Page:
The Tree Doctor: A Novel

Image of The Tree Doctor: A Novel
Release Date: 
March 19, 2024
Graywolf Press
Reviewed by: 

“Well-written with glorious descriptions, The Tree Doctor is a highly recommended tour de force.”

Marie Mutsuki Mockett’s latest oeuvre, The Tree Doctor, wonderfully captures the loneliness human beings felt during the Covid pandemic, and the efforts some undertook to escape the isolation.

The narrator, a Japanese American woman in midlife, has returned from Hong Kong where she has moved with her family because of her husband’s work, to Carmel, California, to take care of her ailing mother. With borders closed and flights cancelled, she is alone in her childhood home, since the mother is now in an old-age facility, and, as in Marcel Proust’s À la recherche du temps perdu (Remembrance of Things Past), she revels in the nostalgia of life remembered. Particularly important in triggering her memories is her mother’s now neglected garden, full of plants, bushes, and trees, that starting with the ailing fuchsias, she undertakes to nurture back to health.

Visiting the local plant nursery, she encounters The Tree Doctor: “He had on boots and white socks and his legs were tan. He had a bit of a belly, but his legs looked perfect. Men so rarely had good legs in shorts, but everything that she could see—the thighs, the glossy knees, the chiseled calves—looked kneaded and baked like a chewy pretzel.”

The first contact develops into a relationship, as he comes out to her house to assess and work on the garden, particularly a half-gone cherry tree, the “Einstein” tree. Our protagonist learns from him about plants and trees, and along the way, as The Tree Doctor becomes more of a regular visitor to her home and they are attracted to each other, also about sex.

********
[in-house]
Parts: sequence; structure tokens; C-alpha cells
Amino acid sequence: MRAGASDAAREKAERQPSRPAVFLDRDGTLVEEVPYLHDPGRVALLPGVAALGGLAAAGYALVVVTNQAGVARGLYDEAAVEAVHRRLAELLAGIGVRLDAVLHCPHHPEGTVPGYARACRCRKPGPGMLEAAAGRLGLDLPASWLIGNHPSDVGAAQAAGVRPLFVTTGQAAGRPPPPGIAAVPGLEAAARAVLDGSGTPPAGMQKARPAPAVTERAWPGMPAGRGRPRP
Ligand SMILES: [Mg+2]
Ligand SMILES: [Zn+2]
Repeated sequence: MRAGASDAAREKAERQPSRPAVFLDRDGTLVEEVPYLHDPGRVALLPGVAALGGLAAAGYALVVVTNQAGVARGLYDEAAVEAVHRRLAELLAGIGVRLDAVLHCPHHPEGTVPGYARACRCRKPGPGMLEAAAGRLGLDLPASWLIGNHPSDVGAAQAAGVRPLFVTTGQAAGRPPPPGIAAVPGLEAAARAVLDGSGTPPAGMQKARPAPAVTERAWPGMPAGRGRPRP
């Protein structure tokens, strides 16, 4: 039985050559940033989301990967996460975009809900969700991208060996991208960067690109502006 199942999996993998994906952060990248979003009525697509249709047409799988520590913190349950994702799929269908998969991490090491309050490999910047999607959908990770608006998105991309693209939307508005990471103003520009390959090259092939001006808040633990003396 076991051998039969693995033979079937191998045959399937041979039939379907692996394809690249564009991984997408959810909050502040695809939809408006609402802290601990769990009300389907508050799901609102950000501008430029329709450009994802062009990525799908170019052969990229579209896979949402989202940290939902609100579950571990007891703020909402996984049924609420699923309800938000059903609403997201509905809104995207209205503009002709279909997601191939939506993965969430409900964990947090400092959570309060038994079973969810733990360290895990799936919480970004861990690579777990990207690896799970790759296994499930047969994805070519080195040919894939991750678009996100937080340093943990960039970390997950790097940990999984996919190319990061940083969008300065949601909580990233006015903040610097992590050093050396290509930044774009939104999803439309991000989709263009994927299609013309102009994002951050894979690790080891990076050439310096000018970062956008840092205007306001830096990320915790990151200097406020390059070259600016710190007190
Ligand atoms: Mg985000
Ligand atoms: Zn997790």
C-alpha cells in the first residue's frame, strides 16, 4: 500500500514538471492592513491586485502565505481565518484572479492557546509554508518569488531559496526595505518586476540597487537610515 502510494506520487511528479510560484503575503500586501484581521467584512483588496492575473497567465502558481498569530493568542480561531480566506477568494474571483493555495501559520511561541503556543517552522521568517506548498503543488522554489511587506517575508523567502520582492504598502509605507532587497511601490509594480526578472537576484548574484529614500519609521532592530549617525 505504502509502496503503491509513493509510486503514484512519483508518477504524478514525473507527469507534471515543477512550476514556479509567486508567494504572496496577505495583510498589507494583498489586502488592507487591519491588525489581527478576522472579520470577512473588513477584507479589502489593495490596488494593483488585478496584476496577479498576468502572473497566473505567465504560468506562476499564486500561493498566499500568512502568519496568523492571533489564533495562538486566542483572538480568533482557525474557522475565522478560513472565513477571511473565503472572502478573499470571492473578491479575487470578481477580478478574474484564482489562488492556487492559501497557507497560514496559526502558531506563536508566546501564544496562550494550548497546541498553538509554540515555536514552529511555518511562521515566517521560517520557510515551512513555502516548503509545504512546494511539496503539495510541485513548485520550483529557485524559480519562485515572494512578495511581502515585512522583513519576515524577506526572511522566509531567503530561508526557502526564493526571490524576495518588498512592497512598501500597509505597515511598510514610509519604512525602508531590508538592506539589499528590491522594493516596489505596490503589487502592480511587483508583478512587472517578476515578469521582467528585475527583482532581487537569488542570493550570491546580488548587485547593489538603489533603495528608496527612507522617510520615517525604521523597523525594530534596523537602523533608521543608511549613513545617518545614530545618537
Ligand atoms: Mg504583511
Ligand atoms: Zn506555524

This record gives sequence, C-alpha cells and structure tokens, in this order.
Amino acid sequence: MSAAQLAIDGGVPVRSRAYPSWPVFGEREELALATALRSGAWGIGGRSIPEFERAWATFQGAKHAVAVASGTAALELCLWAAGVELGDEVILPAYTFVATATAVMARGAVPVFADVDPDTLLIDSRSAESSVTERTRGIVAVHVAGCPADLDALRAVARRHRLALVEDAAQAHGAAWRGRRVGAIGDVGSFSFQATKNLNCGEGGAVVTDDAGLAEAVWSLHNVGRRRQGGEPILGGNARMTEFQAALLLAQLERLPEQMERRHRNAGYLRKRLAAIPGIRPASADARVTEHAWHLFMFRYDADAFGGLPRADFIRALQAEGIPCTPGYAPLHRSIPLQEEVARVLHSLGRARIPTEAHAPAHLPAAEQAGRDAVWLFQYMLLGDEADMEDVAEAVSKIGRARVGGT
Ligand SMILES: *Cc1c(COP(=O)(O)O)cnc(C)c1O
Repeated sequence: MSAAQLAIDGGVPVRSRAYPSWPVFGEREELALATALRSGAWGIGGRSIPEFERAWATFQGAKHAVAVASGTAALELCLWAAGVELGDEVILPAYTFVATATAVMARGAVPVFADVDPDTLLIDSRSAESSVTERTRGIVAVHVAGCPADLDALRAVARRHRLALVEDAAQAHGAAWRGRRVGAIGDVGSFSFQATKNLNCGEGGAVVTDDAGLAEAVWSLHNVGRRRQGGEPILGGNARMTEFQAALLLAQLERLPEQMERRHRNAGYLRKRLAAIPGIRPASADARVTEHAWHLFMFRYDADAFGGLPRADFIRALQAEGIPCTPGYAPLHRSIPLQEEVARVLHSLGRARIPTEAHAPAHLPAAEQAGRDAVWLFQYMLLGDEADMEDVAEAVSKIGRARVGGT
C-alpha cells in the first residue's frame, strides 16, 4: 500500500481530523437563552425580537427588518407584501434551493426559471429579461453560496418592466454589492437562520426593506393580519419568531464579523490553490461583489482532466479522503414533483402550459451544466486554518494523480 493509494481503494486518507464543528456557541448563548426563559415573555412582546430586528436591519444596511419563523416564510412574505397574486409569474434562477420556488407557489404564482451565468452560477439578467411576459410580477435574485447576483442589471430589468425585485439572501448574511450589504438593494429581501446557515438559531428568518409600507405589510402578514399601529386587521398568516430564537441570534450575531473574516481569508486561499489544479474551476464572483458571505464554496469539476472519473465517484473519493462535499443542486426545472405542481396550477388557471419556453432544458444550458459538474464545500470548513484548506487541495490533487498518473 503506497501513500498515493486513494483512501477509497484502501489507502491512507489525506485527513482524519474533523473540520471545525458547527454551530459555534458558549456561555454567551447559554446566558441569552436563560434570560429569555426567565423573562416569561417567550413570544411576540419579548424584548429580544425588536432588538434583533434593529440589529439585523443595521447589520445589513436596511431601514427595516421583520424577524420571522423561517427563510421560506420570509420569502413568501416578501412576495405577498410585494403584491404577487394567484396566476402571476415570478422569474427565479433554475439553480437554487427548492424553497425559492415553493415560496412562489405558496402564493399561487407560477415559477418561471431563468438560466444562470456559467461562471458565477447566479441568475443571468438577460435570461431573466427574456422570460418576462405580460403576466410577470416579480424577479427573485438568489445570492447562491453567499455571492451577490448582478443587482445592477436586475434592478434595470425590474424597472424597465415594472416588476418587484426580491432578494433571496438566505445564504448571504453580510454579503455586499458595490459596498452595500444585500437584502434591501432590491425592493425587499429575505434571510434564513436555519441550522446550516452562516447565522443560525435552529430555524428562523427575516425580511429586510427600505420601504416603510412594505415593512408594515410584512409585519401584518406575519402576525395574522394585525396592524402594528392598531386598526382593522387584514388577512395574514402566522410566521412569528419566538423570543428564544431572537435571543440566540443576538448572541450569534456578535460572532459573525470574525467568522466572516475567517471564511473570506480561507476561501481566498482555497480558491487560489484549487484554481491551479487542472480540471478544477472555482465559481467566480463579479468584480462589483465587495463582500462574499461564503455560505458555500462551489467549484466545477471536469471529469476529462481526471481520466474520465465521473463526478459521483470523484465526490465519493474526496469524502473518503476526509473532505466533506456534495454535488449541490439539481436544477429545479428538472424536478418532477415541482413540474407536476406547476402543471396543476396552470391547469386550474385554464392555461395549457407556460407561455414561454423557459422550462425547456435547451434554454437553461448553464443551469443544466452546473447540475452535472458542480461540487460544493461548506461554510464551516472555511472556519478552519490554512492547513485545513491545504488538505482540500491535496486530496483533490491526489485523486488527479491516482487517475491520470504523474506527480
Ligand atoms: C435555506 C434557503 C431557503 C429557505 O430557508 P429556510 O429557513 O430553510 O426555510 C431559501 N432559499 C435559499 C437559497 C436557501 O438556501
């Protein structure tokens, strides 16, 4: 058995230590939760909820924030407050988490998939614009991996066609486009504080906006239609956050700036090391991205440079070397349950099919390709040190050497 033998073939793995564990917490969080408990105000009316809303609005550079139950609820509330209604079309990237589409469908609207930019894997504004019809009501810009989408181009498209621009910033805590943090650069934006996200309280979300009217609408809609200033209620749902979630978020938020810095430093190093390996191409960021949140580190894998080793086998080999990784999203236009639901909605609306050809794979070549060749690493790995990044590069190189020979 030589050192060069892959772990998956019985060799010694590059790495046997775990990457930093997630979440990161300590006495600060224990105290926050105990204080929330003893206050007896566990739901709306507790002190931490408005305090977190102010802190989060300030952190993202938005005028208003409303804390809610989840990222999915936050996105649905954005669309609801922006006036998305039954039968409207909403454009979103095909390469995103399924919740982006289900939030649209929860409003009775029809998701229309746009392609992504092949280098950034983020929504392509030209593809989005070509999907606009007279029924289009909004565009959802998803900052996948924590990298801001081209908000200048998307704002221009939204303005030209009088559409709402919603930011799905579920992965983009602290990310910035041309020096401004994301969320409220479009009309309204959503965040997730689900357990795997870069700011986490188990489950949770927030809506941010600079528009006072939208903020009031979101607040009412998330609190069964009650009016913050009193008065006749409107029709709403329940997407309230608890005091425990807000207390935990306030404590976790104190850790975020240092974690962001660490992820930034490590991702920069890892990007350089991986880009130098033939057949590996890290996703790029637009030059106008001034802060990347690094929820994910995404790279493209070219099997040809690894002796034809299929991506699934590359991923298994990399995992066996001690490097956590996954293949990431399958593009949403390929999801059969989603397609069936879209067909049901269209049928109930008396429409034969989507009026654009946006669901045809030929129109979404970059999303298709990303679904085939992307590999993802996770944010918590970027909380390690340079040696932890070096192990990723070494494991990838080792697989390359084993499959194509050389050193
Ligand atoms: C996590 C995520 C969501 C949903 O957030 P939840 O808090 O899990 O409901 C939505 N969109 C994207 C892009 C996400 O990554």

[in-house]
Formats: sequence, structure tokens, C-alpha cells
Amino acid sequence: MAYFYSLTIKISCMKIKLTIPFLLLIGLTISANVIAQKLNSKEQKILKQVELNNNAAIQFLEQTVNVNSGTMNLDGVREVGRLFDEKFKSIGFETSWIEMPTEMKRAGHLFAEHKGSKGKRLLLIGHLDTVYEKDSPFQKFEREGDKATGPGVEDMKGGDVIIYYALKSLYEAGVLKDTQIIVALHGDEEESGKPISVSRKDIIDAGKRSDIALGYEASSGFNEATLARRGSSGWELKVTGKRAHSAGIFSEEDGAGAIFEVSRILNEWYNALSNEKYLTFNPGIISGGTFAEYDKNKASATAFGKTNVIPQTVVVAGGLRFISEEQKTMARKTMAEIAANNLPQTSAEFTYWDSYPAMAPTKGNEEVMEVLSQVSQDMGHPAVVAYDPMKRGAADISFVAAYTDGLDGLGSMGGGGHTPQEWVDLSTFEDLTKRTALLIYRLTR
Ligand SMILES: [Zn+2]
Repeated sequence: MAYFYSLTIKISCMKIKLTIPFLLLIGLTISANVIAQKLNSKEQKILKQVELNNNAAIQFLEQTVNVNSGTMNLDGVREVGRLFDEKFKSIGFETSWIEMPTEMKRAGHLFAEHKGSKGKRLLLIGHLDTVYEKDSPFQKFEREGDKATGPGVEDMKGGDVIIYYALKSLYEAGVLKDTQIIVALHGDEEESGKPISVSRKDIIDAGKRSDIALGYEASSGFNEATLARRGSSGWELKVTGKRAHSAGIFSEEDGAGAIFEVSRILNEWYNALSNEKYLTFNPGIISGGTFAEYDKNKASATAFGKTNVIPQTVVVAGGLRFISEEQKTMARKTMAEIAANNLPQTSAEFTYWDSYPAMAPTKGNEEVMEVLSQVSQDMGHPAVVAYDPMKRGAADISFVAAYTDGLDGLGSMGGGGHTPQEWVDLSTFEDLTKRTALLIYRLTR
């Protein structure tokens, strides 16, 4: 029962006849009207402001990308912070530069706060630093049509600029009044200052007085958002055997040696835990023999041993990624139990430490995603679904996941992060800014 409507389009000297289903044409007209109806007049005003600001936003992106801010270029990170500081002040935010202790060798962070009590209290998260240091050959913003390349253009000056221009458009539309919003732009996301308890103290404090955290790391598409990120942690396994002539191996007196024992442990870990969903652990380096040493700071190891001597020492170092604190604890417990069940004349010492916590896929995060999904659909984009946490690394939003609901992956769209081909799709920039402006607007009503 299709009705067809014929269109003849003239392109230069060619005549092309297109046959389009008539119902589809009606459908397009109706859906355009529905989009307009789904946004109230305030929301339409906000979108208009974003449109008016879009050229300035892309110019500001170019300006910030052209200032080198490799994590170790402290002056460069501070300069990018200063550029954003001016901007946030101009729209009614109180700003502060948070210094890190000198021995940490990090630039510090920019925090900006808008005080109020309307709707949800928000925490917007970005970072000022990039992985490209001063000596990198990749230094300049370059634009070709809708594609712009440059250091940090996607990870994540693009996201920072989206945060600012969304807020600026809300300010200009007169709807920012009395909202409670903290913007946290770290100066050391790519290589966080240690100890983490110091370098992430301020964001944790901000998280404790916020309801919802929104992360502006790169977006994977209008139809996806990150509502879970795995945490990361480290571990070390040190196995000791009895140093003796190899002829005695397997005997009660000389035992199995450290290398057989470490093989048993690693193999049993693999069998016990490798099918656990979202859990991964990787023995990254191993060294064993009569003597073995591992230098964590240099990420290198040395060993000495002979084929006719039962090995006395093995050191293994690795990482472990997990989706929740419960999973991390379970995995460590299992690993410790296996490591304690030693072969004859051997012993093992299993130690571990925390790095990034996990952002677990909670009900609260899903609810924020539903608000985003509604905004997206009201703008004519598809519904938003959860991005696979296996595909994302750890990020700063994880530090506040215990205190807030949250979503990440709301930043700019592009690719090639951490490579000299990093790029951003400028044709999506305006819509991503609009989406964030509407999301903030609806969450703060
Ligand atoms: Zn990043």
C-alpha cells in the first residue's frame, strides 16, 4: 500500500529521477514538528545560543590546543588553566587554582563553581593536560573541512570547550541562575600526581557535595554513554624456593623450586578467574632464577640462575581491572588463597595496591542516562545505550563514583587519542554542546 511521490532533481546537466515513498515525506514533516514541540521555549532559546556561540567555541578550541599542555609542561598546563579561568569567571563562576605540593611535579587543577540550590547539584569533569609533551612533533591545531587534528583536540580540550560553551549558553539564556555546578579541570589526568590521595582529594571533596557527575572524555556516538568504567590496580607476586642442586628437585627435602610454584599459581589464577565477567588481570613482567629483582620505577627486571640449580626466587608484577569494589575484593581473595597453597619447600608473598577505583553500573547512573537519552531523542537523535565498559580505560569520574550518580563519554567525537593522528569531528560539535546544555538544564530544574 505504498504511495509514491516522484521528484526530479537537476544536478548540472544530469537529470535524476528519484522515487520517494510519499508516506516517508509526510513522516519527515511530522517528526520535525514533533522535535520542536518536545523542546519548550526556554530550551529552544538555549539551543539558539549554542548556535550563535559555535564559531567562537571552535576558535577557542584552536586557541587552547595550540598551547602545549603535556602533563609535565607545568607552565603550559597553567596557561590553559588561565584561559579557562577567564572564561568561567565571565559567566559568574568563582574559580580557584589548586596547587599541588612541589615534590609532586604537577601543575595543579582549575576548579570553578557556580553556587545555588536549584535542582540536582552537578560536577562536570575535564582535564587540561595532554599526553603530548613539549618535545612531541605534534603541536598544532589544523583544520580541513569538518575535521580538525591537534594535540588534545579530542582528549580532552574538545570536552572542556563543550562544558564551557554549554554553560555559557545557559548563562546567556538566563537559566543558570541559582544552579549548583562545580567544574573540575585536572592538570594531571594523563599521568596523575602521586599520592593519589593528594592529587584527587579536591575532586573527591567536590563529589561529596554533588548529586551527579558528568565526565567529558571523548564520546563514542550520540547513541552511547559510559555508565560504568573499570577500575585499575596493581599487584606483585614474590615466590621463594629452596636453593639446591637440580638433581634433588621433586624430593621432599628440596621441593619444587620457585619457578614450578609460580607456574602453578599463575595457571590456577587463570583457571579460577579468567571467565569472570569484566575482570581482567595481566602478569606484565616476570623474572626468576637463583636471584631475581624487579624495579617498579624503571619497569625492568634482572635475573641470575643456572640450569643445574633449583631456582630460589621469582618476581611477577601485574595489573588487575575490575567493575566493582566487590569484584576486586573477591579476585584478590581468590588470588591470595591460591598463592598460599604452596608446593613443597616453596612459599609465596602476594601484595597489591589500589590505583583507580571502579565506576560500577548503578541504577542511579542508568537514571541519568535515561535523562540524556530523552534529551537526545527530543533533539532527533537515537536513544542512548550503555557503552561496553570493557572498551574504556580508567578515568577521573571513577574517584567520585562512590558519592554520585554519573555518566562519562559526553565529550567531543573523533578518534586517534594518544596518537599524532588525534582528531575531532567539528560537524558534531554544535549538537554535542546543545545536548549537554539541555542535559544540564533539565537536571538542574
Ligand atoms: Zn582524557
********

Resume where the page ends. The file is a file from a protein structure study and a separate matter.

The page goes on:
The Tree Doctor is not only a master with flora but also in seducing lonely women and providing them with satisfying loving. Ms. Mutsuki Mockett poigmantly captures her rapture in several instances: “Everywhere she touched him and he touched her, there was only skin and a little bit of hair. It felt glorious. It felt like melting. Skin was the most exquisite substance in the world . . . She was passing through her skin into his.”

Our narrator nevertheless feels guilty about leaving her faraway husband and daughter for such a lengthy period but is obsessed with returning her mother’s garden back to health as well as, at the same time, the delicious awakening she feels in her own body. An instructor of Japanese literature, she nevertheless continues to teach Lady Murasaki’s 11th century novel, The Tale of Genji, remotely to her students back in Hong Kong, drawing parallels from it to her own experience in her pandemic-occasioned isolation.

The bliss though is only temporary, lasting while she and The Tree Doctor work to bring the garden back to life, and it is definitively ended by a raging fire—much like the one that destroyed Paradise in northern California—that consumes many acres and endangers the nursery and comes close to her home. She almost perishes in this wildfire as The Tree Doctor enlists her help to save some of the nursery’s stock.

Finally, when there is a lull in the pandemic, she is able to reunite with her family—but on her terms, a more confident woman, back in Carmel at her childhood home.

This is a novel with many layers: it crosses cultures—Japanese and Californian; it draws interesting parallels between flora and human experience; it explores the ravages of climate change; and it revels in the pleasures that good sex can bring even at a later age. Well-written with glorious descriptions, The Tree Doctor is a highly recommended tour de force.